What is dulce de leche?
Dulce de leche is a confection prepared by slowly heating sweetened milk to create a substance that derives its flavour from the Maillard reaction, also changing colour, with an appearance and flavour similar to caramel.
Literally translated, it means “candy [made] of milk” or “sweet [made] of milk”. Its origin is a highly debated topic and it is popular in most Latin American countries.
[Definition taken from Wikipedia.]
In a simpler explanation, dulce de leche is a thick sweet creamy caramel-looking spread/jam that you make by cooking milk and sugar on low heat until it thickens and the color changes from milky white to dark caramel.
And yes, it is extremely well known in Latin American countries. In Argentina they call it dulce de leche, in Chile they call it manjar and other Latin American countries have their own reference for it. Here in Spain it’s called dulce de leche.
I mainly use 2 types of dulce de leche. Regular dulce de leche and bakers dulce de leche. Regular dulce de leche is simply called dulce de leche and is thinner in texture and is suitable for spreading on bread, toast, waffles and such.
Bakers dulce de leche (dulce de leche repostero/pastelero in spanish) on the other hand, is thicker and is always used in bakeries for pastries, fillings for cakes and such. It is also a bit pricier than the normal dulce de leche.
So, the one to buy depends on what you want to eat it with.
Disclosure: some of the links below are affiliate links, meaning at no extra cost to you, I will get a small commission if you click through and make a purchase. Everything I mention in this post is what I personally use and recommend.
Where to get it?
Well, it’s not that easy to get..depending where you live. My husband and his family are from Argentina, so they love dulce de leche from Argentina. Well I can imagine. They say they have yet to find any here in our city.
There is an Argentine shop in Malaga, selling Argentine products but yea, it’s a several hours of drive to go there. One day, when we have time we will definitely go 🙂
Here we get our stock of bakers dulce de leche that we use to make Argentine alfajores, from our nearby supermarket. It is not made in Argentina, I think it is made in France, but it does the trick.
The dulce de leche that we eat with our waffles for example, is available in our local supermarkets as well, again not from Argentina but made here in Europe.
There are a few brands available in Spain, but we love Chimbote the best (nope, this is not a paid article). I would say that it’s not that difficult for us to find dulce de leche in our city. Not all supermarkets have them but yes, we can find them somewhere somehow.
If you want to taste dulce de leche from Argentina, in Amazon they have this classic dulce de leche that my husband used to eat when he was a kid:
And this is the bakers dulce de leche that I usually use here in Spain, it works great for me:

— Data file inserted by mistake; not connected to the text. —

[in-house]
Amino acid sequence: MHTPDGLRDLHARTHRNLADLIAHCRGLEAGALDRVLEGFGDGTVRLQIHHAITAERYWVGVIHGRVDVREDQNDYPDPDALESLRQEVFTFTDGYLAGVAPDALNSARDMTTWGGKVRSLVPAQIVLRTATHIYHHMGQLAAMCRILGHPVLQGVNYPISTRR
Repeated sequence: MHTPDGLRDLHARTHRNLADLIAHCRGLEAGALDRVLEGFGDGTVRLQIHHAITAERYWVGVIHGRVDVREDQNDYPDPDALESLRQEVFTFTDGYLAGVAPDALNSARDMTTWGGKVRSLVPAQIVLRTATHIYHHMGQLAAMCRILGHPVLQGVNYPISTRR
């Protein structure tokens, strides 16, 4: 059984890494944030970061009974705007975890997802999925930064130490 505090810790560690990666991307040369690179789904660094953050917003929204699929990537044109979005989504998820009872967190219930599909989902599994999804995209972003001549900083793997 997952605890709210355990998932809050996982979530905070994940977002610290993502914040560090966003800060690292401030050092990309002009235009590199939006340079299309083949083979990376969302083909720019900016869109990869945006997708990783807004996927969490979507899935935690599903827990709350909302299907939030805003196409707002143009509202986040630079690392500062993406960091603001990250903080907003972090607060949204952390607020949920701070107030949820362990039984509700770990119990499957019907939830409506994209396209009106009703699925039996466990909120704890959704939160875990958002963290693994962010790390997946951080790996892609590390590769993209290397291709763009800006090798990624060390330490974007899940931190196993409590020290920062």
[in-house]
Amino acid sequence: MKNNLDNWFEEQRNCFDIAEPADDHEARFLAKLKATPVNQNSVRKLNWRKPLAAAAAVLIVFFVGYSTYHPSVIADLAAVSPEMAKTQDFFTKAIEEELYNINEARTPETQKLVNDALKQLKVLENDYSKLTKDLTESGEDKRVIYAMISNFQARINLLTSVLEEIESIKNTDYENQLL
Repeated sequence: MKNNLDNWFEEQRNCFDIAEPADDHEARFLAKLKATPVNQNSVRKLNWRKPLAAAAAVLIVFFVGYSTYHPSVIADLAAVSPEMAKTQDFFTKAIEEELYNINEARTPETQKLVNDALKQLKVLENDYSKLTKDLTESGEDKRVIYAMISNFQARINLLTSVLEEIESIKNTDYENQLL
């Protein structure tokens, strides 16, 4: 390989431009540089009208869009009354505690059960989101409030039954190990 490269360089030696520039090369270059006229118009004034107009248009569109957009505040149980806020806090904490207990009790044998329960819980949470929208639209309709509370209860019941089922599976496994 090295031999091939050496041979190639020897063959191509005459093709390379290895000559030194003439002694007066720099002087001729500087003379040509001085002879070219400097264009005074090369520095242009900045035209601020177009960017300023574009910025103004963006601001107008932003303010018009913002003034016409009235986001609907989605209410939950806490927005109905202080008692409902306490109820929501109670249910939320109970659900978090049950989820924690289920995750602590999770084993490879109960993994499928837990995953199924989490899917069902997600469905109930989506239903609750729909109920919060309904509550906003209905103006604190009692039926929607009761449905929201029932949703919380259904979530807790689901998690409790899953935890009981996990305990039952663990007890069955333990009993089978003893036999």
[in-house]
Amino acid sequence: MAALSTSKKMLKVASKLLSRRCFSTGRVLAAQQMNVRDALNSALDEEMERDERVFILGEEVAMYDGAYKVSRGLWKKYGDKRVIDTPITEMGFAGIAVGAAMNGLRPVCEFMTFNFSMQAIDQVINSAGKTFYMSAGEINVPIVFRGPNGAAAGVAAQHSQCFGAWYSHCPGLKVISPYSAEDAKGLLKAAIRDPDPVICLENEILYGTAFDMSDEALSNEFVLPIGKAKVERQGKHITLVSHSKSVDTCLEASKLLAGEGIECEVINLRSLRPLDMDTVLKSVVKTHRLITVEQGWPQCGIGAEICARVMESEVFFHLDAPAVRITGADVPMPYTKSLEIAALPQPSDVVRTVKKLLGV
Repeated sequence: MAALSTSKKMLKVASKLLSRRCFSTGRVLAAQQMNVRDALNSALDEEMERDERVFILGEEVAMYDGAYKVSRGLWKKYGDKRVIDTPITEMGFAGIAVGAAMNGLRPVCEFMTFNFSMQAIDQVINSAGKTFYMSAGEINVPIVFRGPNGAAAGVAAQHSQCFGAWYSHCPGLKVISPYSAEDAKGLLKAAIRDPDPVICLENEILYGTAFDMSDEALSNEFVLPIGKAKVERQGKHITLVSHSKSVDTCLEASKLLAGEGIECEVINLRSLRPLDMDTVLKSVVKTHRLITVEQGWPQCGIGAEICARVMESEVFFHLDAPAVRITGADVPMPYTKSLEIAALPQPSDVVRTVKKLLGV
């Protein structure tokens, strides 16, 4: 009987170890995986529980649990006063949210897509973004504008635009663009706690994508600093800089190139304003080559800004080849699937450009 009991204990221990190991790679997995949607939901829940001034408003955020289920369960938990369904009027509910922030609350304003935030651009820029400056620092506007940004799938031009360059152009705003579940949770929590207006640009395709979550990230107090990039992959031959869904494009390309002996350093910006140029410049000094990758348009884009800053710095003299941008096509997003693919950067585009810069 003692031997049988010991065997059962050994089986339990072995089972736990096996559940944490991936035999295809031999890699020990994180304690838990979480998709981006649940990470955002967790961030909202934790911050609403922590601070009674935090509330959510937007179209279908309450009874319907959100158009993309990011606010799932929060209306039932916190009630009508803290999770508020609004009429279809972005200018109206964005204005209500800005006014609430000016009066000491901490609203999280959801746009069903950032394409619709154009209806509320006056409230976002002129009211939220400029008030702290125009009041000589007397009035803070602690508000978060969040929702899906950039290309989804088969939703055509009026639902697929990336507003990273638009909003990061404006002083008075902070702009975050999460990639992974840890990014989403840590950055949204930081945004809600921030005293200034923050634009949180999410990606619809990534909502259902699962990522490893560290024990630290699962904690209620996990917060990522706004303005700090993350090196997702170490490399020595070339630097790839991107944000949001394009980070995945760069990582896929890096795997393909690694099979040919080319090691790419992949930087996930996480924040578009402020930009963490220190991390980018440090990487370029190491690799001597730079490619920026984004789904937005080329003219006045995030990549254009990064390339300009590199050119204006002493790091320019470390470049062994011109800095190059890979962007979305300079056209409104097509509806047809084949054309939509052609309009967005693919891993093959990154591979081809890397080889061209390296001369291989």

How about those who can’t find any in their cities and buying them online is like paying a price of a house 😀 . Well in this video I will show you the easiest way to make your homemade dulce de leche. It’s not exactly the same as the dulce de leche we buy, but it’s the closest that it gets to it in terms of taste and texture.
So if you’re interested in that, keep on reading 🙂
Making your own dulce de leche
First of all, you need to be very very careful when doing this. I’m not saying you’re making a nuclear b**mb but yes, you do need to be careful.
First of all, just get a can of condensed milk. Any brand, it doesn’t matter. Do take out the paper wrapping of the can before proceeding though. You can make several cans at a time, the cooking time will be the same.
Then find a pot that is big enough to cover the height and more, of the condensed milk can when it’s laid on its side. Place the can on its side in the pot. Fill the pot with water until 2 inches above the can. Bring the water to a simmer, cover the pot and cook for 3 hours.
Keep checking every 30 minutes to see the water level. The water level SHOULD NOT at any time, be below the can level. Keep adding water as needed, during the cooking time. If the water level is below the can, you might risk the can exploding.
That’s what I meant in the beginning that you need to be careful. So remember about the water level. Put an alarm every 30 minutes and check on it.
When it has passed 3 hours, GENTLY remove the can from the water and leave the can to COOL COMPLETELY. DO NOT try to open the can while it’s still hot or even warm. Completely cool, that’s how it need to be. You might risk unwanted incident if you try opening the can when it’s still hot/warm.
I’m not trying to scare you, just reminding you to be careful.
Well after the can has completely cooled, open it and enjoy! See? It’s easy to make. Just need to be careful while doing it. The texture of this dulce de leche with this method, is a bit similar to bakers dulce de leche. It’s a bit thicker than normal dulce de leche. Keep it in the fridge to a longer life span.
If you need some inspiration on what to cook with dulce de leche, here are some ideas from my recipes:
- Dulce de Leche Cheesecake Brownies
- Dulce de Leche Ice Cream
- Banana Waffles with Dulce de Leche
- Classic Argentine Alfajores
Watch the video below to learn how to make dulce de leche:
How to Make Dulce De Leche
- 1 can condensed milk
- water , as needed
- Take out the paper wrapper of the condensed milk. Place it on its side, in a pot big enough to cover the can until 2 inches height. Fill the pot with water until 2 inches above the can. Bring it to simmer, cover the pot and cook for 3 hours.
- Check the water level every 30 minutes. The water level SHOULD NOT at any time, be below the can. Keep adding hot water as needed. After 3 hours, remove the can from the pot and leave it to COOL COMPLETELY. Do not open it while it's still hot/warm.
- When the can has cooled completely, open it and enjoy!